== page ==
Some may wonder why we need these speeds that Wi-Fi 7 is going to provide us. The answer is yes, since every time we demand greater bandwidth to watch our streaming content at a higher resolution, and we also have more devices connected to the wireless network. In addition, it is necessary to improve latency and for various activities such as gaming, which will be highly appreciated in order not to suffer LAG, in addition to video calls or VoIP calls.

In the following table you can see the evolution that the WiFi network has undergone from the WiFi 4 standard to the latest draft of WiFi 7, which is now officially available.

Thanks to Wi-Fi 6, we can get data speeds of 9.6 Gbps, as long as we use a router with 8 antennas and a channel width of 160MHz. Currently, the maximum speed of the 5GHz band is 4.8Gbps because there is no Wi-Fi router or access point that has more than 4 spatial streams.

On the other hand, with Wi-Fi 7, the maximum data rate is 46 Gbps on a 320 MHz channel in 6 GHz and a 160 MHz channel in 5 GHz, with 4096-QAM and 16 spatial streams. The doubling of spatial flows and channel bandwidths results in a 4.8-fold increase in performance of Wi-Fi 7 compared to Wi-Fi 6. On the other hand, the graph provided by Intel that you have below shows how it increases the data rate of Wi-Fi 7 thanks to a combination of wider channels, more QAM, and more spatial streams.

In Wi-Fi 7, thanks to going to 4096-QAM, the data speed has been improved, especially we will notice it in places close to the WiFi access point or router. However, the greatest performance of this future generation of Wi-Fi, which is already quite close, comes from doubling the channel size to 320MHz and increasing the number of spatial streams.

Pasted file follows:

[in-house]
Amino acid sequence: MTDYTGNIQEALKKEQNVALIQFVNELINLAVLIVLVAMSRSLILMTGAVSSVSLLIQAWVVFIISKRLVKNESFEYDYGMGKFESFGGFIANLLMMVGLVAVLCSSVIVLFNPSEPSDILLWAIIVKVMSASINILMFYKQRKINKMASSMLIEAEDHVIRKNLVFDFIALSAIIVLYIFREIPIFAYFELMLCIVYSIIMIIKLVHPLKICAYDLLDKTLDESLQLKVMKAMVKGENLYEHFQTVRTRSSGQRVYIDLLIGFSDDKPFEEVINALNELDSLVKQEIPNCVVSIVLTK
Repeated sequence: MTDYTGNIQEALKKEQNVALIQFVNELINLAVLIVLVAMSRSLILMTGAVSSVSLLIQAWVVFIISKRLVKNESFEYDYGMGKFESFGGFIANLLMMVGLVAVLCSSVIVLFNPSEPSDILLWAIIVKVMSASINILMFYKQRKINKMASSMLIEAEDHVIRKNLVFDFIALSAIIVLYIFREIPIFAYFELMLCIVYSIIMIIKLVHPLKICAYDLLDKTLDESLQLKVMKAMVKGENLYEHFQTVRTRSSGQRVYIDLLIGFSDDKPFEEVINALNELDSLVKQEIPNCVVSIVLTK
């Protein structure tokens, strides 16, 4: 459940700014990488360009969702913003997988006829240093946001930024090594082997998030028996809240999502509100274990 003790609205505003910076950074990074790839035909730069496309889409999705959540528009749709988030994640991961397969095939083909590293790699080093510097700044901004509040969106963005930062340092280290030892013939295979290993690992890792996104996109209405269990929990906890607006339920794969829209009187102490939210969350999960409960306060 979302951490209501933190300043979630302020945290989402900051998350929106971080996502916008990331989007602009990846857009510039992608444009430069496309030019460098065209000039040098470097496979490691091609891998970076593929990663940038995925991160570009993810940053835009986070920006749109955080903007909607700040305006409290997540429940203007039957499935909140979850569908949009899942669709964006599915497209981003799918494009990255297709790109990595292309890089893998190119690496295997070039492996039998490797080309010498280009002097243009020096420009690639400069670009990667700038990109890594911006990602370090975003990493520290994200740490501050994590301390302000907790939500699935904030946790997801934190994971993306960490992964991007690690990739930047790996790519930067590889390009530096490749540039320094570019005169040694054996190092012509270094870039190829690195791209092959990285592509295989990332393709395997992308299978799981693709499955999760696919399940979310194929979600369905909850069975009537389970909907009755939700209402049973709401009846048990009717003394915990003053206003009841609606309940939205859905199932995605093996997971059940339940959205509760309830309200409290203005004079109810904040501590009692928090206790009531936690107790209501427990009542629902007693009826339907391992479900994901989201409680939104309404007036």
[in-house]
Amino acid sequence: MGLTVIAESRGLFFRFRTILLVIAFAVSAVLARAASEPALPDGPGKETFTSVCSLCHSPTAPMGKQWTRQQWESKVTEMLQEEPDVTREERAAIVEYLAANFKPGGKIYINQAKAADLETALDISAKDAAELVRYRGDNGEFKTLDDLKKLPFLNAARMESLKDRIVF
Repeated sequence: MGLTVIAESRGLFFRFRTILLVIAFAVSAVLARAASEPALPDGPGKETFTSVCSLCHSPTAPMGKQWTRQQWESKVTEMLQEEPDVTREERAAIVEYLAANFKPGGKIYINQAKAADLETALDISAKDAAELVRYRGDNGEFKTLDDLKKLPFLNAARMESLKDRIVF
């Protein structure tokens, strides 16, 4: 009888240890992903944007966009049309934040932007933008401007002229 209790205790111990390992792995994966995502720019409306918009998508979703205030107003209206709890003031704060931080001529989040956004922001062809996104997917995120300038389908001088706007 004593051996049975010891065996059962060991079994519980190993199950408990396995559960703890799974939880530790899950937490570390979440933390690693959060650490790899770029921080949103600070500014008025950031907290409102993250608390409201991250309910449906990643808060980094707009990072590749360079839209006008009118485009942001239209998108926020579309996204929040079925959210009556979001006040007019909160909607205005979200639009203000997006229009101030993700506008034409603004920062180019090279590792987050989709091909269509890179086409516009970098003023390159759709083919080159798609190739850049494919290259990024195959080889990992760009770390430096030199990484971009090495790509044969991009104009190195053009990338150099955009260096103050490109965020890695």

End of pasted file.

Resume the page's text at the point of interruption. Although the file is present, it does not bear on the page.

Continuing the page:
When will we see the new WiFi 7 standard?

The reality is that this new 802.11be standard that is going to introduce numerous improvements is closer than it seems. Here’s a timeline with the WiFi 7 forecasts:

It is expected that if everything follows the established plan, we could have the 802.11be standard approved by 2024. Then, not long after, the leading manufacturers will launch their routers and other network equipment. Obviously, in the beginning, like any novelty, they will be costly equipment, but with time they will be more affordable for everyone. The same happened with WiFi 6, and now we have good quality equipment available in different price ranges.
In summary, WiFi 7 will bring us speeds of up to 46 Gbps theoretical, a channel size of up to 320 MHz, and a lower latency that gamers will significantly appreciate.